RUSSELL – The children at Russell Elementary School have been getting to know their new environment close-up this spring with the help of naturalist Ted Watt and a $5,000 STARS grant (Students and Teachers Working with Artists, Scientists and Scholars) from the Massachusetts Cultural Council.
Watt is an environmental educator with the Hitchcock Center for the Environment in Amherst. His program helps children and adults understand the unique habitats and ecosystems of New England through hands-on instruction and mentorship.
Russell Elementary principal Alison Hamilton began working with Watt on the grant last summer, which they called “Getting to know you.” Hamilton wanted to take advantage of the beautiful Hilltown school rental location while the students are there. Watt also came in for training with the teachers over the summer to explore common ground and expectations with them.
“The program is standards based, and offers teachers hands on, often outdoors, opportunities that teachers don’t always have,” Watt said. He said a number of the staff wanted to know more, and extend their knowledge.
“I love this school,” he said. “You can tell within 5 minutes the atmosphere of a school. I knew it would be fun within 5 minutes. The teachers are knowledgeable, caring, and know how to expect the best from their kids. Both the kids and the staff are really excited about the location.”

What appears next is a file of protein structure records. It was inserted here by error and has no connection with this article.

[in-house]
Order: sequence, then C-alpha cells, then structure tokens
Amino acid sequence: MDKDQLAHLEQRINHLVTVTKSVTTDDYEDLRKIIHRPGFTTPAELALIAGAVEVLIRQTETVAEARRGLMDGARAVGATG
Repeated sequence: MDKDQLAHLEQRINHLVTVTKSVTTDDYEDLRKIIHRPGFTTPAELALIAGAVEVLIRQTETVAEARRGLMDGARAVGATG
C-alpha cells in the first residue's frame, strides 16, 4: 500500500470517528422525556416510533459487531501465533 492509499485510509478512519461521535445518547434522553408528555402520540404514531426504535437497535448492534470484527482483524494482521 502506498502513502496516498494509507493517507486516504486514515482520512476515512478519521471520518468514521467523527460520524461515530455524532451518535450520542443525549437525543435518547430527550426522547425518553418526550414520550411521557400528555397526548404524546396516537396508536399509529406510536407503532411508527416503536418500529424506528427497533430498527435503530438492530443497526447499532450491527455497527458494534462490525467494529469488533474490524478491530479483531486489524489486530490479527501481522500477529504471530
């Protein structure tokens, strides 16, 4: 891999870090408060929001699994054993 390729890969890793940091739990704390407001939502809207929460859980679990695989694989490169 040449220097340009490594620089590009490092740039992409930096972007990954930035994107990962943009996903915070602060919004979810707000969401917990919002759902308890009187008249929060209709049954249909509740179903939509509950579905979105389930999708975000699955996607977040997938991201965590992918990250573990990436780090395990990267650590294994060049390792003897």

“It’s a real good match,” said Hamilton. ““Everybody loves it. Kids love it, and teachers love it.”
The grant pays for three meetings with each class, and a culminating assembly which will be held on June 9 at 2 p.m. at which the classes will present their work and their findings.
Each grade is doing a different project. Fifth graders are learning about animal habitations, tracking, animal skulls and dentition. First graders are also learning about animal tracks, bird seed preference, and nesting materials. Hamilton said students discovered mole hills and tunnels, and were encouraged not to step on them.
Fourth graders are studying erosion, and took digital photos for their classes.
Kindergarteners are working on an engineering standard, and understanding temperature. Watt brought in rubber models of salamanders and frogs, and they talked about how they keep warm through the winter.
Both second and third graders are studying plants. In third grade, pairs of students adopted native and non-native plants, and are learning their contrasting biographies. They will also have a digital presentation for their project.
Second graders are doing a search for wild plant seeds, and a germination experiment.
On Wednesday, Mr. Ted, as he is known affectionately by all the students as they greet him in the halls, was visiting Susan Ayr’s second grade class for their second meeting.
The children quickly gathered around Watt in a circle on the floor.
“Who can remember some of the parts of the plants?” he asked. One by one they answered leaves, stems, “a leaf that smelled like mustard,” roots, flowers, seeds.